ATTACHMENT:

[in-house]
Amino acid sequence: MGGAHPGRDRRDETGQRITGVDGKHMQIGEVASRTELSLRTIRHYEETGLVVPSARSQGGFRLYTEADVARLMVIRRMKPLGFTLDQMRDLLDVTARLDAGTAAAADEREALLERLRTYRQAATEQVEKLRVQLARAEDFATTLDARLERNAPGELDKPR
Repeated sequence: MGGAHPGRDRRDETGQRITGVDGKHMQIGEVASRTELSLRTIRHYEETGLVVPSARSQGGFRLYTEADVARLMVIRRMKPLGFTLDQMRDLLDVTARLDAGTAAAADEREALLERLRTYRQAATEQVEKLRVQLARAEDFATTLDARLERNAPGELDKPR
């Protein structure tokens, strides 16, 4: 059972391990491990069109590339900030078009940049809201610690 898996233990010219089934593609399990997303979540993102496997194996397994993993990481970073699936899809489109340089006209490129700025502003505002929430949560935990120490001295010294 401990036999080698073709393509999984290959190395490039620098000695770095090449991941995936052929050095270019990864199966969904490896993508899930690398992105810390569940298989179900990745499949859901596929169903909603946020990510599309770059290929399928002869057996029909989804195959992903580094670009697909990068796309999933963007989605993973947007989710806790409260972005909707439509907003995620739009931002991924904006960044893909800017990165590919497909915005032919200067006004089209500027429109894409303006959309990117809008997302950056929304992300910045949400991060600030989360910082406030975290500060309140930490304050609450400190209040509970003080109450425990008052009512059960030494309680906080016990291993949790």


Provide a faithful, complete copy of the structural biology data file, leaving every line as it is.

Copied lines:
[in-house]
Amino acid sequence: MGGAHPGRDRRDETGQRITGVDGKHMQIGEVASRTELSLRTIRHYEETGLVVPSARSQGGFRLYTEADVARLMVIRRMKPLGFTLDQMRDLLDVTARLDAGTAAAADEREALLERLRTYRQAATEQVEKLRVQLARAEDFATTLDARLERNAPGELDKPR
Repeated sequence: MGGAHPGRDRRDETGQRITGVDGKHMQIGEVASRTELSLRTIRHYEETGLVVPSARSQGGFRLYTEADVARLMVIRRMKPLGFTLDQMRDLLDVTARLDAGTAAAADEREALLERLRTYRQAATEQVEKLRVQLARAEDFATTLDARLERNAPGELDKPR
């Protein structure tokens, strides 16, 4: 059972391990491990069109590339900030078009940049809201610690 898996233990010219089934593609399990997303979540993102496997194996397994993993990481970073699936899809489109340089006209490129700025502003505002929430949560935990120490001295010294 401990036999080698073709393509999984290959190395490039620098000695770095090449991941995936052929050095270019990864199966969904490896993508899930690398992105810390569940298989179900990745499949859901596929169903909603946020990510599309770059290929399928002869057996029909989804195959992903580094670009697909990068796309999933963007989605993973947007989710806790409260972005909707439509907003995620739009931002991924904006960044893909800017990165590919497909915005032919200067006004089209500027429109894409303006959309990117809008997302950056929304992300910045949400991060600030989360910082406030975290500060309140930490304050609450400190209040509970003080109450425990008052009512059960030494309680906080016990291993949790």